News - Holden
Hundreds of Holden factory workers clock off
Almost 400 Holden workers clock off for last time as talks continue for those left
26 Jul 2013
By TERRY MARTIN
HUNDREDS of workers will clock off for the last time at Holden’s vehicle operations plant in South Australia today after accepting a voluntary redundancy package.
GoAuto understands that just under 400 workers have left the Elizabeth factory as part of the latest round of job cuts announced by the Australian manufacturer in April, with unions saying that more than 500 employees had put their hand up for a package.
A farewell barbecue for employees at the entire site will be held, and framed ‘VF team’ photographs presented to departing workers.
Reduced demand for the locally built Cruze small car, sales of which have fallen 24 per cent in the first half of this year, was cited as a key reason for the latest restructure that has seen production at Elizabeth slowed from 400 cars per day to 335 (including Commodore and derivatives).
Holden says workers are leaving from all areas of its vehicle operations, with no single area targeted.
A further 100 hourly positions are also going in Victoria, with these jobs – some of which are likely to be forced redundancies – to be lost across pre-production workers at Fishermens Bend in Melbourne and validation staff at the Lang Lang proving ground in South Gippsland.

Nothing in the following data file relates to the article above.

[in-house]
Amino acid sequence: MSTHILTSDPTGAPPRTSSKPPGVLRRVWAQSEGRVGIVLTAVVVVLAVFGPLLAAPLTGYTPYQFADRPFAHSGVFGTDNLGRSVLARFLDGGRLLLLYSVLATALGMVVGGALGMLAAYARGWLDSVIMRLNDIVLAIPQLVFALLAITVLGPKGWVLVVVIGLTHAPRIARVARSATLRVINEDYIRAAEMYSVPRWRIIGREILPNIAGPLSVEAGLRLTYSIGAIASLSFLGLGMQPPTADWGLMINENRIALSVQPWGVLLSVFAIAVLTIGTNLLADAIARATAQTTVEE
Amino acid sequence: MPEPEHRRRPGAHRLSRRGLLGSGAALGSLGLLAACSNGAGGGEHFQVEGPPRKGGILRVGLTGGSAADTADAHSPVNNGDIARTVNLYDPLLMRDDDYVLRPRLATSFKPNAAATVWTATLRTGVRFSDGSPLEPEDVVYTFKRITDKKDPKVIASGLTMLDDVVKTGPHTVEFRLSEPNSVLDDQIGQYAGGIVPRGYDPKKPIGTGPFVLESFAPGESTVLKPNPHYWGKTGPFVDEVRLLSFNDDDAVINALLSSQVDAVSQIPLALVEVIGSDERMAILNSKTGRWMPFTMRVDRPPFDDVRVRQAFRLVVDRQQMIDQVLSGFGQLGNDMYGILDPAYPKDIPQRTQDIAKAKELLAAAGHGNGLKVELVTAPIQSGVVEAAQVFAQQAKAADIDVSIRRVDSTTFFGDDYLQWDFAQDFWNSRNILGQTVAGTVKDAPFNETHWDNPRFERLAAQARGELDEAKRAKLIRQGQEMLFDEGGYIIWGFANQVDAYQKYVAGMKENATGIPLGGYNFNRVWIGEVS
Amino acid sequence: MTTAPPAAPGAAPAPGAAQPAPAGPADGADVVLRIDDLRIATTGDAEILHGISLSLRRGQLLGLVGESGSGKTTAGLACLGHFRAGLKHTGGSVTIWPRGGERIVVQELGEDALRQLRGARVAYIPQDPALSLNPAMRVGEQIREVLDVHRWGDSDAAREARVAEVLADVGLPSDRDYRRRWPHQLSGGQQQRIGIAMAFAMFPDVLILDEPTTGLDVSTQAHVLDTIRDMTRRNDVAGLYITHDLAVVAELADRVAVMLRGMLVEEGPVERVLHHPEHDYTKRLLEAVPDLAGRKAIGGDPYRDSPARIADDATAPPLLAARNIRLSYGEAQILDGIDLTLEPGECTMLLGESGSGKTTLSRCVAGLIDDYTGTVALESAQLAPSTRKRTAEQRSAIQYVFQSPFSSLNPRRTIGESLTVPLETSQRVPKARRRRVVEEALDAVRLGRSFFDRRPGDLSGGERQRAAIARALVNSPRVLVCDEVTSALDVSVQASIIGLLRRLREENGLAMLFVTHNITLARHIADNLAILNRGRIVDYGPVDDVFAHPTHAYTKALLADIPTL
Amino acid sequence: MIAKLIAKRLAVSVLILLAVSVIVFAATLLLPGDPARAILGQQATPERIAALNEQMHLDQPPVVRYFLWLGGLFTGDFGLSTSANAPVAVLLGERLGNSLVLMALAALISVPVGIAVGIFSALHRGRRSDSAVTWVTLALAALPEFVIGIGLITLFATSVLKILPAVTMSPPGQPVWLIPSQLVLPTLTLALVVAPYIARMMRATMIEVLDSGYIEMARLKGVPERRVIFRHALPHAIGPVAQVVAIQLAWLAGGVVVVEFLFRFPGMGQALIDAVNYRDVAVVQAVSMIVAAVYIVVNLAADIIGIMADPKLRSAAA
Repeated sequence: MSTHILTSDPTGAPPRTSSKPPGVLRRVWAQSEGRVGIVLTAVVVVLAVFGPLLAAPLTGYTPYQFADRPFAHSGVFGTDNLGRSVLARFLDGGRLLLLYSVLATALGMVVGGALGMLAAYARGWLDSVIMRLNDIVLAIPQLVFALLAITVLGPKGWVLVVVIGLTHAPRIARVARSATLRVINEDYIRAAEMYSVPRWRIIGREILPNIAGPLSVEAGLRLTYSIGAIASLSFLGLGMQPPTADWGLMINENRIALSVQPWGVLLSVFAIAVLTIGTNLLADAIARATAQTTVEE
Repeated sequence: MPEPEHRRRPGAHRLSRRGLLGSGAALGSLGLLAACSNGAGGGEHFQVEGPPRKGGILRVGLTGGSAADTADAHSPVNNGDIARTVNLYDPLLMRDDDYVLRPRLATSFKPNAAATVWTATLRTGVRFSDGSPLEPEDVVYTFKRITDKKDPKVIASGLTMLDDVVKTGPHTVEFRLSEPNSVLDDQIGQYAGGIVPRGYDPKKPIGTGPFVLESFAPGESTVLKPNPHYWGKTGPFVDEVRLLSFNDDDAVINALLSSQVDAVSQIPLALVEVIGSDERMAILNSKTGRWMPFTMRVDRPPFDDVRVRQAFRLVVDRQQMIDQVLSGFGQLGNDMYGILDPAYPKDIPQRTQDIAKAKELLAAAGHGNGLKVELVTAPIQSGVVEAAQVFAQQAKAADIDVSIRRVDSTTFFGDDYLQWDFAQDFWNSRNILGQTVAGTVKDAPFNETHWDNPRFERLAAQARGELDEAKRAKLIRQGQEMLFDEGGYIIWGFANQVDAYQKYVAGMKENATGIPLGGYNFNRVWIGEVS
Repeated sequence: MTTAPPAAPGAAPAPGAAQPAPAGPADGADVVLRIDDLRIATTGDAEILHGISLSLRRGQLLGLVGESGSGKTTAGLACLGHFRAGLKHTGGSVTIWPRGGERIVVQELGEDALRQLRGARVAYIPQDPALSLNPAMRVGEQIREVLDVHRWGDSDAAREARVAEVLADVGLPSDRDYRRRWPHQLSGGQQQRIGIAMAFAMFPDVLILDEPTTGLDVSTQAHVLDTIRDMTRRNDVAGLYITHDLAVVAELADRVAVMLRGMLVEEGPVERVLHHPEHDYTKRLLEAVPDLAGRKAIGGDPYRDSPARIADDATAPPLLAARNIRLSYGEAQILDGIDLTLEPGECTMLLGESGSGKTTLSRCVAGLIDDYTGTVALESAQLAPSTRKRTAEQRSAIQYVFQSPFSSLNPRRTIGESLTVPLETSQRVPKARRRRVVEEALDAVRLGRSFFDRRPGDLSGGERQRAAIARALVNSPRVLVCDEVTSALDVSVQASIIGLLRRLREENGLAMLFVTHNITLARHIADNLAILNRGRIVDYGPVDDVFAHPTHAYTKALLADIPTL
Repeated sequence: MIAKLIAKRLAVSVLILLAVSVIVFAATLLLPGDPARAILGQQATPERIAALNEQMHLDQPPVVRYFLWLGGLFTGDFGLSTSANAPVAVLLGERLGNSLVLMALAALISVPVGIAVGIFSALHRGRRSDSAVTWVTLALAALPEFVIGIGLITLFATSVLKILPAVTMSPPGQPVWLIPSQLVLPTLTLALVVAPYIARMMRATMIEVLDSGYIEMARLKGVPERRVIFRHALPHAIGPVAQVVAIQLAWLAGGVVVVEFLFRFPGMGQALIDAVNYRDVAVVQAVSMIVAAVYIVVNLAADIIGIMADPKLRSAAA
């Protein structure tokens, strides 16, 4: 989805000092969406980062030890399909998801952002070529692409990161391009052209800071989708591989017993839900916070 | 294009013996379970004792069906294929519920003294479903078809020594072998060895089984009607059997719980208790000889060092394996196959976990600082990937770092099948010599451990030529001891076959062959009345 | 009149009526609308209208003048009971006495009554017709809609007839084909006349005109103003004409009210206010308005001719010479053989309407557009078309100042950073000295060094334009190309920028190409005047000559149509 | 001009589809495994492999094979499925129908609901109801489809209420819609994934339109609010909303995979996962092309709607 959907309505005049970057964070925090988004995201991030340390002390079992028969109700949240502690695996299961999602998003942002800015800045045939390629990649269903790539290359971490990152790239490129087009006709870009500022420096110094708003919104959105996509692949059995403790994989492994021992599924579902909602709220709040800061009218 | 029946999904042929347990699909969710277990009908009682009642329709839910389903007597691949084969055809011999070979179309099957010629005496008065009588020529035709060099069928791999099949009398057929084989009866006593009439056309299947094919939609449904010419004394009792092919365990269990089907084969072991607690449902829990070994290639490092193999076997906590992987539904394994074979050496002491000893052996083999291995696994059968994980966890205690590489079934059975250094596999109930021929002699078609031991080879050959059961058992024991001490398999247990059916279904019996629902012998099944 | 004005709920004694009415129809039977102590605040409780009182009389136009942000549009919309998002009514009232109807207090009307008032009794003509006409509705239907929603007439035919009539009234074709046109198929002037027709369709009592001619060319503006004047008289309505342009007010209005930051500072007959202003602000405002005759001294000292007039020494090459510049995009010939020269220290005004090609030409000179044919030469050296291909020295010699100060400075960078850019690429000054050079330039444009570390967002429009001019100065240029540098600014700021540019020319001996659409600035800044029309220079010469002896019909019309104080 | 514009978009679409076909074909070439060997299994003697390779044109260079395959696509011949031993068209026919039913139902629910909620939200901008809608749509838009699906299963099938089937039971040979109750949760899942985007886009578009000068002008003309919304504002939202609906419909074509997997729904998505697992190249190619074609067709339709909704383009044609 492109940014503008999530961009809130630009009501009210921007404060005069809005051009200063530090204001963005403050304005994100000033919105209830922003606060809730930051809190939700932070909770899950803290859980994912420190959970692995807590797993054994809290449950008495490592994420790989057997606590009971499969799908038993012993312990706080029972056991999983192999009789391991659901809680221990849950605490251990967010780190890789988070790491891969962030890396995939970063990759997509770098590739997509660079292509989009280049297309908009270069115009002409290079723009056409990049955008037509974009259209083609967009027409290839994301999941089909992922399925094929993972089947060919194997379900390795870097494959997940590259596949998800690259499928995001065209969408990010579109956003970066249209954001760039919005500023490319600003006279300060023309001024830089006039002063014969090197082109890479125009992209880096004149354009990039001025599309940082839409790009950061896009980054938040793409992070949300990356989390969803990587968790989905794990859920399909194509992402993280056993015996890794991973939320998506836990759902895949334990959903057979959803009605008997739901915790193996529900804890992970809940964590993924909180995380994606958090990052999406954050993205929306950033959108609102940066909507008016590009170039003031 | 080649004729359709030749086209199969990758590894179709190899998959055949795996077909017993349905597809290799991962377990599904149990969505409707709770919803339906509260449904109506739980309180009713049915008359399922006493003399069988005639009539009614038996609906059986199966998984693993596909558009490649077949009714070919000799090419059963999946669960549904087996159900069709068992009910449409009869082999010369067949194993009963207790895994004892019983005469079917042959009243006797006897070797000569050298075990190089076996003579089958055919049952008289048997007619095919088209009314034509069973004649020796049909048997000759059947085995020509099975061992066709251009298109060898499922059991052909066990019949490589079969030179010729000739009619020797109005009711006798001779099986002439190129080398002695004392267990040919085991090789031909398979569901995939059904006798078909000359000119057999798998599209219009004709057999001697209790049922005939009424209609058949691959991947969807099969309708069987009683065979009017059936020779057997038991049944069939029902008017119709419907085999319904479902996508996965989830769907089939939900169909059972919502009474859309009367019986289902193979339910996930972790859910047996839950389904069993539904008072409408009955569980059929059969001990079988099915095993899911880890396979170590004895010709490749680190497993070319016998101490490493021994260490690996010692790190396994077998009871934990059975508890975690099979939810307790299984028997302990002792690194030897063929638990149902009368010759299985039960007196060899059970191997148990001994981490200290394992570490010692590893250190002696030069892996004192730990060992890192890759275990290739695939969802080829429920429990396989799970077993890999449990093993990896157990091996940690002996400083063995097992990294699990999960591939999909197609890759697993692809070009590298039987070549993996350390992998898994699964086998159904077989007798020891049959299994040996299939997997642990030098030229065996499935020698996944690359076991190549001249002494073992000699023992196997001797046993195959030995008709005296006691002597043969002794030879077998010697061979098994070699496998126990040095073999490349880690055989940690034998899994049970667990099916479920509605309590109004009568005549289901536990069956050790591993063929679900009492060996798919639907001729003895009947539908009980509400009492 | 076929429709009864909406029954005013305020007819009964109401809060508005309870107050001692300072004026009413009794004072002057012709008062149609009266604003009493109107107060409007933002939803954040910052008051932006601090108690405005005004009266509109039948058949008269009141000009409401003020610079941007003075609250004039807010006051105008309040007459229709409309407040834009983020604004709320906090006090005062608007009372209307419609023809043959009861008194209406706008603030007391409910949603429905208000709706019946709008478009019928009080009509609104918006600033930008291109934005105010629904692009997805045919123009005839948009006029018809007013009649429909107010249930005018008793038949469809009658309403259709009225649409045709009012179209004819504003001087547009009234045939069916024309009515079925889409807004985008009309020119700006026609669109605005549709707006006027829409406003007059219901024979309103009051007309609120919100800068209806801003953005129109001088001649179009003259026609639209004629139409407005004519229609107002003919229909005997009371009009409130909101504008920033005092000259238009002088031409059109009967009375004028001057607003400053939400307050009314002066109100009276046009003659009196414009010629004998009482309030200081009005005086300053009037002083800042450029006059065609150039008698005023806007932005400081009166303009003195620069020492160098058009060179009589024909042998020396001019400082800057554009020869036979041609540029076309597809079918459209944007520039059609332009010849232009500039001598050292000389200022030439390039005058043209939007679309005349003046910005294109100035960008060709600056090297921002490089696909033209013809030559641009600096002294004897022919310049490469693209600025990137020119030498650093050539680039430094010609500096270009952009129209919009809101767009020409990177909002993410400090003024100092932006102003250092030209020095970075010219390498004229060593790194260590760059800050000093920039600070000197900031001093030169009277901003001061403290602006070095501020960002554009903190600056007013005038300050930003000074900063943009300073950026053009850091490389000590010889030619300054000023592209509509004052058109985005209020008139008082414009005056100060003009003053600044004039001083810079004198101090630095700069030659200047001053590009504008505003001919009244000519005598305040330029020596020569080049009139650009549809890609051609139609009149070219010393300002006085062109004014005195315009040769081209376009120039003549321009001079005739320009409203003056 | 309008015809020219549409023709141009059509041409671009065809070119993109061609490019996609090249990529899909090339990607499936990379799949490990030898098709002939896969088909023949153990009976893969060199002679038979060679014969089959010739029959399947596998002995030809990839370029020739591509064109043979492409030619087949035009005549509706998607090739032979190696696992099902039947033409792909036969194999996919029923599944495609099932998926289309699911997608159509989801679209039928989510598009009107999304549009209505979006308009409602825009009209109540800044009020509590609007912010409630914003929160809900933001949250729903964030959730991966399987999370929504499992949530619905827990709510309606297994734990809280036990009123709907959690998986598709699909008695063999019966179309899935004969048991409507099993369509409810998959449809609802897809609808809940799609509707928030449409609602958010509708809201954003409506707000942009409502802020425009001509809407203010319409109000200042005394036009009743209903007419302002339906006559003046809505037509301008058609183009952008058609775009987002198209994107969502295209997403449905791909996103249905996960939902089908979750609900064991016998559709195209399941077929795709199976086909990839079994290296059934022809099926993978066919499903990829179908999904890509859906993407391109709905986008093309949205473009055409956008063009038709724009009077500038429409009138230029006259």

The company is currently negotiating a new enterprise bargaining agreement with unions in an effort to cut its labour costs further. This could lead to more job losses if workers do not agree to new conditions.
Independent expert Goran Roos has been studying Holden’s books and manufacturing practices in recent weeks at the request of the Federation of Vehicle Industry Unions, and is due to make recommendations to the car-maker by the end of this month.
Holden is expected to finalise its latest business plan by the end of September.
The company made 270 workers redundant last year as part of an ongoing restructure of its operations that has seen its manufacturing workforce cut by more than half over the past decade, to around 1700 employees.
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